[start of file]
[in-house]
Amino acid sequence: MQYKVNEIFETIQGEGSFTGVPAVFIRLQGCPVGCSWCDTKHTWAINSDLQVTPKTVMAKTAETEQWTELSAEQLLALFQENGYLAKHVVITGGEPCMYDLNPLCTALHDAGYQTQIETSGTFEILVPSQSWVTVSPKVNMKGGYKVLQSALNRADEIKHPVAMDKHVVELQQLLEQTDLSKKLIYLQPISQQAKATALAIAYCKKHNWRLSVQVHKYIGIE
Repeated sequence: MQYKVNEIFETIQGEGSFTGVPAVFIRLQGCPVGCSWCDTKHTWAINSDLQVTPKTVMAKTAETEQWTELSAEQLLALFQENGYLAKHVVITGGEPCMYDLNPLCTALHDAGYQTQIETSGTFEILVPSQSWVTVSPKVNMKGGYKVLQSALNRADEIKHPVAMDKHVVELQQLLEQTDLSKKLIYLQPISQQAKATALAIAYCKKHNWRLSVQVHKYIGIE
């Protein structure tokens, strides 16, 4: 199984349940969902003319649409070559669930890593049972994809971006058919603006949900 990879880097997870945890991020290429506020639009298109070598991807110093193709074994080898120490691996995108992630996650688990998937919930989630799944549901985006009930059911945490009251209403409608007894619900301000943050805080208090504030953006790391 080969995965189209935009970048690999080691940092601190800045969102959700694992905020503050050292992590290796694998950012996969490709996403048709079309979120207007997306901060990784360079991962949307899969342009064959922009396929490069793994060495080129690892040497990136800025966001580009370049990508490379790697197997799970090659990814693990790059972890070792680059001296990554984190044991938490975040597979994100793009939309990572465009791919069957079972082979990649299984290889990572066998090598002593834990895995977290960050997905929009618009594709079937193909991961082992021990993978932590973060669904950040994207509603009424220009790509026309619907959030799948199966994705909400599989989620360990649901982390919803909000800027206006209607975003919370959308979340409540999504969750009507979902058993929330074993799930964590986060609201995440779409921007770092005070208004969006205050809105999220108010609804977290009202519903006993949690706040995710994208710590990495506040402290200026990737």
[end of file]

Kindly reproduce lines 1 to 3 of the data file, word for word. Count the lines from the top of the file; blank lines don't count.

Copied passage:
[in-house]
Amino acid sequence: MQYKVNEIFETIQGEGSFTGVPAVFIRLQGCPVGCSWCDTKHTWAINSDLQVTPKTVMAKTAETEQWTELSAEQLLALFQENGYLAKHVVITGGEPCMYDLNPLCTALHDAGYQTQIETSGTFEILVPSQSWVTVSPKVNMKGGYKVLQSALNRADEIKHPVAMDKHVVELQQLLEQTDLSKKLIYLQPISQQAKATALAIAYCKKHNWRLSVQVHKYIGIE
Repeated sequence: MQYKVNEIFETIQGEGSFTGVPAVFIRLQGCPVGCSWCDTKHTWAINSDLQVTPKTVMAKTAETEQWTELSAEQLLALFQENGYLAKHVVITGGEPCMYDLNPLCTALHDAGYQTQIETSGTFEILVPSQSWVTVSPKVNMKGGYKVLQSALNRADEIKHPVAMDKHVVELQQLLEQTDLSKKLIYLQPISQQAKATALAIAYCKKHNWRLSVQVHKYIGIE